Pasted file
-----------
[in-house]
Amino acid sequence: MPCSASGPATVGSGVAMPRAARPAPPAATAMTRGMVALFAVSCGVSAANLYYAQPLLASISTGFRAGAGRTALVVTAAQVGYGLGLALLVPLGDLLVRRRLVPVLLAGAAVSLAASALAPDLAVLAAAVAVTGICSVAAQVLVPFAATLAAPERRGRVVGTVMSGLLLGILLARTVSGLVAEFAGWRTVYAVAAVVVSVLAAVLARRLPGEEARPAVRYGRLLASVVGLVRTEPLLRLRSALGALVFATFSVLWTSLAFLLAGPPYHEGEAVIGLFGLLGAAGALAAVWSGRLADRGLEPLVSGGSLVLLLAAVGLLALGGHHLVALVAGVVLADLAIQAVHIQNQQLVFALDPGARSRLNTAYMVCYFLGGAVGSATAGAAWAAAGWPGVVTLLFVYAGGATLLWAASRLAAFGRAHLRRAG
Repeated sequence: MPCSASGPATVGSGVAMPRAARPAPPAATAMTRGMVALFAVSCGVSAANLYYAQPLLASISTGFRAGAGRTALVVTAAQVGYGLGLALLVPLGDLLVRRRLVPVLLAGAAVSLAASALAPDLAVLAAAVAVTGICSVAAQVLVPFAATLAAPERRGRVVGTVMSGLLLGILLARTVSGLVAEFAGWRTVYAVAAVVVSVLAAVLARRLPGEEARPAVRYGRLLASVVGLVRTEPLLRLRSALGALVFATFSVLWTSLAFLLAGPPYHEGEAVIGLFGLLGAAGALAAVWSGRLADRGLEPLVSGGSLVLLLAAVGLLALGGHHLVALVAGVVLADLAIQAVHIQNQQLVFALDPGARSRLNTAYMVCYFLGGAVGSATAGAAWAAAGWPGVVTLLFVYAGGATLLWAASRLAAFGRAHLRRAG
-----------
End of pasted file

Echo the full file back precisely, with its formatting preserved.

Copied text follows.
[in-house]
Amino acid sequence: MPCSASGPATVGSGVAMPRAARPAPPAATAMTRGMVALFAVSCGVSAANLYYAQPLLASISTGFRAGAGRTALVVTAAQVGYGLGLALLVPLGDLLVRRRLVPVLLAGAAVSLAASALAPDLAVLAAAVAVTGICSVAAQVLVPFAATLAAPERRGRVVGTVMSGLLLGILLARTVSGLVAEFAGWRTVYAVAAVVVSVLAAVLARRLPGEEARPAVRYGRLLASVVGLVRTEPLLRLRSALGALVFATFSVLWTSLAFLLAGPPYHEGEAVIGLFGLLGAAGALAAVWSGRLADRGLEPLVSGGSLVLLLAAVGLLALGGHHLVALVAGVVLADLAIQAVHIQNQQLVFALDPGARSRLNTAYMVCYFLGGAVGSATAGAAWAAAGWPGVVTLLFVYAGGATLLWAASRLAAFGRAHLRRAG
Repeated sequence: MPCSASGPATVGSGVAMPRAARPAPPAATAMTRGMVALFAVSCGVSAANLYYAQPLLASISTGFRAGAGRTALVVTAAQVGYGLGLALLVPLGDLLVRRRLVPVLLAGAAVSLAASALAPDLAVLAAAVAVTGICSVAAQVLVPFAATLAAPERRGRVVGTVMSGLLLGILLARTVSGLVAEFAGWRTVYAVAAVVVSVLAAVLARRLPGEEARPAVRYGRLLASVVGLVRTEPLLRLRSALGALVFATFSVLWTSLAFLLAGPPYHEGEAVIGLFGLLGAAGALAAVWSGRLADRGLEPLVSGGSLVLLLAAVGLLALGGHHLVALVAGVVLADLAIQAVHIQNQQLVFALDPGARSRLNTAYMVCYFLGGAVGSATAGAAWAAAGWPGVVTLLFVYAGGATLLWAASRLAAFGRAHLRRAG